The only point at which politicians show up is when the grounds are already captivated by the large number of audiences the game draws. That is when you would see them doing the kicking off even when paralyzed. Yet FIFA’s standing statutes of non-interference have often meant corrupt leaders continuing in their positions for decades.

The question is what then is the way forward for African football given the deep rooted and structured nature of corruption endemic in there?

Corruption has been synonymous with African football since the days of Mansa Musa. The head and tale of the game on the continent is full of controversy and complex problems involving missing of funds to rigging of elections on the continent.
Football Presidents who served for decades lacked ideas about the game yet promised to change the game  with focus on under paid players.

Poor infrastructure, tendency to appoint friends who have very minimal ideas on the game to lead in the various jurisdictions.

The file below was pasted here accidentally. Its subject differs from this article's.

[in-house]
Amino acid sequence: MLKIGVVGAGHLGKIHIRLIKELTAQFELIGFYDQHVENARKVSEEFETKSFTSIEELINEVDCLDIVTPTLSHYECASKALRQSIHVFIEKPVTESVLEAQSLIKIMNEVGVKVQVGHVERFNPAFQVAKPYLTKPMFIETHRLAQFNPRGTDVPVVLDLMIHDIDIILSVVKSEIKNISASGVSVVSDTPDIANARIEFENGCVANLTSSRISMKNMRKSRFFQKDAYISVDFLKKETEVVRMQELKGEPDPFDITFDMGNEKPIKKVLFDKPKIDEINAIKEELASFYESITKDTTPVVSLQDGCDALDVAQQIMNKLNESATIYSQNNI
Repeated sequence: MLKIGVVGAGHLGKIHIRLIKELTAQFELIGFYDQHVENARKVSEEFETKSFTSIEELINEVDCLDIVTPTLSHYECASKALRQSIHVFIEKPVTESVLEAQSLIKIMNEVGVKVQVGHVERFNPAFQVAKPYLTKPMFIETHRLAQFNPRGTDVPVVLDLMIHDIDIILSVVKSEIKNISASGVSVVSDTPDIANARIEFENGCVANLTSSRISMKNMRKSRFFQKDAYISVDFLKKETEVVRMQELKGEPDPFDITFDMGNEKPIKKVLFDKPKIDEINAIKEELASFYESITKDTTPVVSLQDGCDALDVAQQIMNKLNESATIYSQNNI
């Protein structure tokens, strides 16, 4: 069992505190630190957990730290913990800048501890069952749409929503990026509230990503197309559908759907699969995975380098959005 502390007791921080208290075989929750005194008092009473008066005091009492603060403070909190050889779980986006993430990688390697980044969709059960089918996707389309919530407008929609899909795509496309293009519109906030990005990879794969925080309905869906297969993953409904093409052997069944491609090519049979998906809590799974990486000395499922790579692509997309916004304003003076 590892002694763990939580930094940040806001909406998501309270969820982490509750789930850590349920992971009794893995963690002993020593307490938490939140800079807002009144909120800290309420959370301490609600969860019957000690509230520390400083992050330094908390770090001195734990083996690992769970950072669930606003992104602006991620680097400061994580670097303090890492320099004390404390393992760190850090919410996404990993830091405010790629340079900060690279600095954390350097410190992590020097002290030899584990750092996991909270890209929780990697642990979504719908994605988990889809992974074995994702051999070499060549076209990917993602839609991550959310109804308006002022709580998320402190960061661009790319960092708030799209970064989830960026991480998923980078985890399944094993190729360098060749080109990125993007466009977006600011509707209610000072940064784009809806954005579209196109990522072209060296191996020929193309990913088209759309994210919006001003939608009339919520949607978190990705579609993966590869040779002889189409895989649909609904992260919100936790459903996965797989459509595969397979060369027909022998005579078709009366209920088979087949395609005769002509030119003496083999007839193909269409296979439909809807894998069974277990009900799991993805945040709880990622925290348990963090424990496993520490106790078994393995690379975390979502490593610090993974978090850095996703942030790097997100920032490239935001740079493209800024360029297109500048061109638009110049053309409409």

This article provide an observation from across Africa with a highlight of how the under development of the game is intrinsically linked to the lack of transparency of the game. The nature and level of corruption might be different from country to country but what is clear literary is that most, if not all, African countries have serious administrative challenges.

The major obstacle debilitating against the corruption fight in football is FIFA’s statute of non-interference.  With protection ensured from the global football mother body, most national association leaders run roughshod and this leads to the detriment of the game.